Sportingbet started the trend by purchasing No1 Betting Shop from Vanuatu and then moving them to Darwin, Paddy Power got into the act by snapping up Sportsbet and IAS, and then Centrebet started preening their feathers in public trying to woo as many prospective buyers as they could. Anecdotal evidence suggests that several other Australian firms are available to buy, as most of the original owners are approaching retirement age. BWin, William Hill, Ladbrokes, 888 and others were mentioned as prospective suitors for Centrebet but it all seems to have gone very quiet lately.
BWin have tied up with Party Gaming which should keep them busy plus neither are shy about attracting Australian customers despite laws against online casino and poker operations; William Hill's online division is 29% owned by Playtech, another company with fingers in many bingo, casino and poker pies which reach Australia either organically or by targetted marketing; Ladbrokes are still involved in the bid for Victoria's retail wagering licence and are burdened by a net debt of over £500m, although they do block Australian clients; 888 is too heavily involved in non-wagering activity not to be affected by the remit of the Interactive Gambling Act of 2001.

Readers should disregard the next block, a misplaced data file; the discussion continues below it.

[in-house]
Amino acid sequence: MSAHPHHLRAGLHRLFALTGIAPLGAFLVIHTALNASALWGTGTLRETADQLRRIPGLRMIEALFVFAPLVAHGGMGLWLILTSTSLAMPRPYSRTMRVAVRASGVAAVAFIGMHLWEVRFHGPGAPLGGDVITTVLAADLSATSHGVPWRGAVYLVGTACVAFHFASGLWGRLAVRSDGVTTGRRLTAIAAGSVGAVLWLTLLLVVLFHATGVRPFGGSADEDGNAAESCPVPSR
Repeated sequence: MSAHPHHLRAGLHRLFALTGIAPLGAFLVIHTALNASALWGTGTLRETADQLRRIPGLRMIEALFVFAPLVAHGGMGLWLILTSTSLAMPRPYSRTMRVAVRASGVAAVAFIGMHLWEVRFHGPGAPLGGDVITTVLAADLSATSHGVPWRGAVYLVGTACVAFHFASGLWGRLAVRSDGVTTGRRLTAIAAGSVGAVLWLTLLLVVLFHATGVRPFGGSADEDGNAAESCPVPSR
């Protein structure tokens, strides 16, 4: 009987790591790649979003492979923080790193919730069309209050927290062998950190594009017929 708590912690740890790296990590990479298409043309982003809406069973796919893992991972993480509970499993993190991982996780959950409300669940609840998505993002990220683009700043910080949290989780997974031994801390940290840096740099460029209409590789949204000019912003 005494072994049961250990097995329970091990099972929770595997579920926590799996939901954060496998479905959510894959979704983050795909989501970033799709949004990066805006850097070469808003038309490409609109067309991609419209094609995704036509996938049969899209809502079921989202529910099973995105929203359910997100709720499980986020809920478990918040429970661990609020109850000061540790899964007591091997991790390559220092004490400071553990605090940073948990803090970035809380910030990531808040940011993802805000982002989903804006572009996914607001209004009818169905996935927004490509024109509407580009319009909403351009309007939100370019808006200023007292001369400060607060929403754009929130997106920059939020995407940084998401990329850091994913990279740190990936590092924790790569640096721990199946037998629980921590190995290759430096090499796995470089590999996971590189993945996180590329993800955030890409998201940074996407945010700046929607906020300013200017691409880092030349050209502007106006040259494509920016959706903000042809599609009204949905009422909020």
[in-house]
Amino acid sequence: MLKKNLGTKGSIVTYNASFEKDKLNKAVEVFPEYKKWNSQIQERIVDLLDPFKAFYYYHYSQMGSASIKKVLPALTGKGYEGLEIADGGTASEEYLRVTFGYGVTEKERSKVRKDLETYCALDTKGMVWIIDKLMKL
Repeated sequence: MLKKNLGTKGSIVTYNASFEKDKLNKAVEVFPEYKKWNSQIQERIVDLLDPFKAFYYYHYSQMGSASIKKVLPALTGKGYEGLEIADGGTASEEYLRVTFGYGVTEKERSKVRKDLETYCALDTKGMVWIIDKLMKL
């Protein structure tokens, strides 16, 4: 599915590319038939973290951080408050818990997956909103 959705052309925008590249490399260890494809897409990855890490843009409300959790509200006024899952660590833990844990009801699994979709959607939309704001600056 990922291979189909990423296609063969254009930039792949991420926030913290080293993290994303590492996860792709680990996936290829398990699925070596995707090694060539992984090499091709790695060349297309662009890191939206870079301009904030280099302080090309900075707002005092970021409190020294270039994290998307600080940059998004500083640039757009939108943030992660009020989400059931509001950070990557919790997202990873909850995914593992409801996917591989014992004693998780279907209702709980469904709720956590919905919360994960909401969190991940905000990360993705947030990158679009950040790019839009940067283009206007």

Add that to the mess of the latest Federal Election which left Australia with a minority government which will have great difficulty in getting any legislative bills at all through both houses, so getting the restrictions on gaming operations and in-running betting online removed are unlikely to happen in the immediate future, despite frim recommendations from the Productivity Commission. There are too many attention-grabbing independents wanting their five minutes of fame allegedly protecting the social fabric of Australia, but really only trying to justify their existence. And PM Julia Gillard has already pledged to start cutting back on the evil poker machines (slots) in pubs and clubs, so it's hardly a surprise that foreign investors might hold off for a few years before acquiring an Australian firm. The cost of compliance, lobbying and everything that goes with it might be too much in the interim, leaving the likes of Centrebet, BetChoice, BetStar and TopSport gathering dust on the shelf.